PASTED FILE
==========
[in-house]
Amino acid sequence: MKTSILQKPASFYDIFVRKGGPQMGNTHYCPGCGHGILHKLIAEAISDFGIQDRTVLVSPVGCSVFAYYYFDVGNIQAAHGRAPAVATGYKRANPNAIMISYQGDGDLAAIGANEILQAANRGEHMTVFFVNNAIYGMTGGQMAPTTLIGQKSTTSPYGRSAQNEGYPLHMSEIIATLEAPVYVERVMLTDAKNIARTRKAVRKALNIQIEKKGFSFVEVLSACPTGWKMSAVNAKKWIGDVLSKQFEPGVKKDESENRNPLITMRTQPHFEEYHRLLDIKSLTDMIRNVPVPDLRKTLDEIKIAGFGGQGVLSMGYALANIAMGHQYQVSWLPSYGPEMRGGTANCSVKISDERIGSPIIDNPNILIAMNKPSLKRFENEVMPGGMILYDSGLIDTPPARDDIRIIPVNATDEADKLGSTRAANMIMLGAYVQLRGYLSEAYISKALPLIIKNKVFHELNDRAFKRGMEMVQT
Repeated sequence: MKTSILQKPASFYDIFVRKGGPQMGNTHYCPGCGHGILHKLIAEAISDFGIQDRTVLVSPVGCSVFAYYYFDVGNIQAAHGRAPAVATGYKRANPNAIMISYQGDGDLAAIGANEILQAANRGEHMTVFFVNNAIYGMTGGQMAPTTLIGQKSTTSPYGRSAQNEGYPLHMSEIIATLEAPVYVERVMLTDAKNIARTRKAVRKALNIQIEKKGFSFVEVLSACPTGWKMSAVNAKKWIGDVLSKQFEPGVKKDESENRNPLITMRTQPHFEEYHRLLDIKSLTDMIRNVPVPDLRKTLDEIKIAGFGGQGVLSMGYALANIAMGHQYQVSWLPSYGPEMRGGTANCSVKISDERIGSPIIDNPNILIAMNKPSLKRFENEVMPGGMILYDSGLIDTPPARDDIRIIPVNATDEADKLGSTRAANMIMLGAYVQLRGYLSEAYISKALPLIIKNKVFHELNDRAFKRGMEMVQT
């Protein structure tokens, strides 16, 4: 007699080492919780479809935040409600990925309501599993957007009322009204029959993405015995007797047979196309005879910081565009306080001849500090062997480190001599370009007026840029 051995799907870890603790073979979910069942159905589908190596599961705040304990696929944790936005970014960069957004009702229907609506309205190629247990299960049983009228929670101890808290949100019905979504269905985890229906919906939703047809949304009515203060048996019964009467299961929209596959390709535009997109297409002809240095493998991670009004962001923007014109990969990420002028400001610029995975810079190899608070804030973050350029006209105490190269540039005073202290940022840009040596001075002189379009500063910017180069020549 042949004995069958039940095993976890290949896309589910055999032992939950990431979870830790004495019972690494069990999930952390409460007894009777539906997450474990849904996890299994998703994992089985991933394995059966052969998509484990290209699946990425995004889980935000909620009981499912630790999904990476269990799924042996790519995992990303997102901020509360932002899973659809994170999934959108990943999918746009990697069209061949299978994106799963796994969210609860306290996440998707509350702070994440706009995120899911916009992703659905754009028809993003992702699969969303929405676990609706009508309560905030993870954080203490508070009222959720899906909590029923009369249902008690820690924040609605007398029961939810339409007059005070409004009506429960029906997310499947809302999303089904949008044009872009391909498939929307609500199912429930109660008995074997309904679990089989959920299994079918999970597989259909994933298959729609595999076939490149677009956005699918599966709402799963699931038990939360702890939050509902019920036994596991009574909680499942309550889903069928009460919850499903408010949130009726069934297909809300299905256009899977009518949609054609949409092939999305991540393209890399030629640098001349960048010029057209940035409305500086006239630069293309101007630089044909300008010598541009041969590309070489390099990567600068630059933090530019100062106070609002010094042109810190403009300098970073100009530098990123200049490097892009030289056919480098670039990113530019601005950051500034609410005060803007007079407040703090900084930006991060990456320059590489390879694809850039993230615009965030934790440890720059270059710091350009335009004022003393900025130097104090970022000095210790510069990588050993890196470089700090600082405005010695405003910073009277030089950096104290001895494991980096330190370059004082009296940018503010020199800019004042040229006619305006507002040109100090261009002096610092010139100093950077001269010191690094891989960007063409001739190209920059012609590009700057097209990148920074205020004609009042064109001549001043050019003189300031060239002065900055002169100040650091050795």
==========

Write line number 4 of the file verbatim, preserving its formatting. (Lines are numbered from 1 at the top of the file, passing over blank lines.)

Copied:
């Protein structure tokens, strides 16, 4: 007699080492919780479809935040409600990925309501599993957007009322009204029959993405015995007797047979196309005879910081565009306080001849500090062997480190001599370009007026840029 051995799907870890603790073979979910069942159905589908190596599961705040304990696929944790936005970014960069957004009702229907609506309205190629247990299960049983009228929670101890808290949100019905979504269905985890229906919906939703047809949304009515203060048996019964009467299961929209596959390709535009997109297409002809240095493998991670009004962001923007014109990969990420002028400001610029995975810079190899608070804030973050350029006209105490190269540039005073202290940022840009040596001075002189379009500063910017180069020549 042949004995069958039940095993976890290949896309589910055999032992939950990431979870830790004495019972690494069990999930952390409460007894009777539906997450474990849904996890299994998703994992089985991933394995059966052969998509484990290209699946990425995004889980935000909620009981499912630790999904990476269990799924042996790519995992990303997102901020509360932002899973659809994170999934959108990943999918746009990697069209061949299978994106799963796994969210609860306290996440998707509350702070994440706009995120899911916009992703659905754009028809993003992702699969969303929405676990609706009508309560905030993870954080203490508070009222959720899906909590029923009369249902008690820690924040609605007398029961939810339409007059005070409004009506429960029906997310499947809302999303089904949008044009872009391909498939929307609500199912429930109660008995074997309904679990089989959920299994079918999970597989259909994933298959729609595999076939490149677009956005699918599966709402799963699931038990939360702890939050509902019920036994596991009574909680499942309550889903069928009460919850499903408010949130009726069934297909809300299905256009899977009518949609054609949409092939999305991540393209890399030629640098001349960048010029057209940035409305500086006239630069293309101007630089044909300008010598541009041969590309070489390099990567600068630059933090530019100062106070609002010094042109810190403009300098970073100009530098990123200049490097892009030289056919480098670039990113530019601005950051500034609410005060803007007079407040703090900084930006991060990456320059590489390879694809850039993230615009965030934790440890720059270059710091350009335009004022003393900025130097104090970022000095210790510069990588050993890196470089700090600082405005010695405003910073009277030089950096104290001895494991980096330190370059004082009296940018503010020199800019004042040229006619305006507002040109100090261009002096610092010139100093950077001269010191690094891989960007063409001739190209920059012609590009700057097209990148920074205020004609009042064109001549001043050019003189300031060239002065900055002169100040650091050795």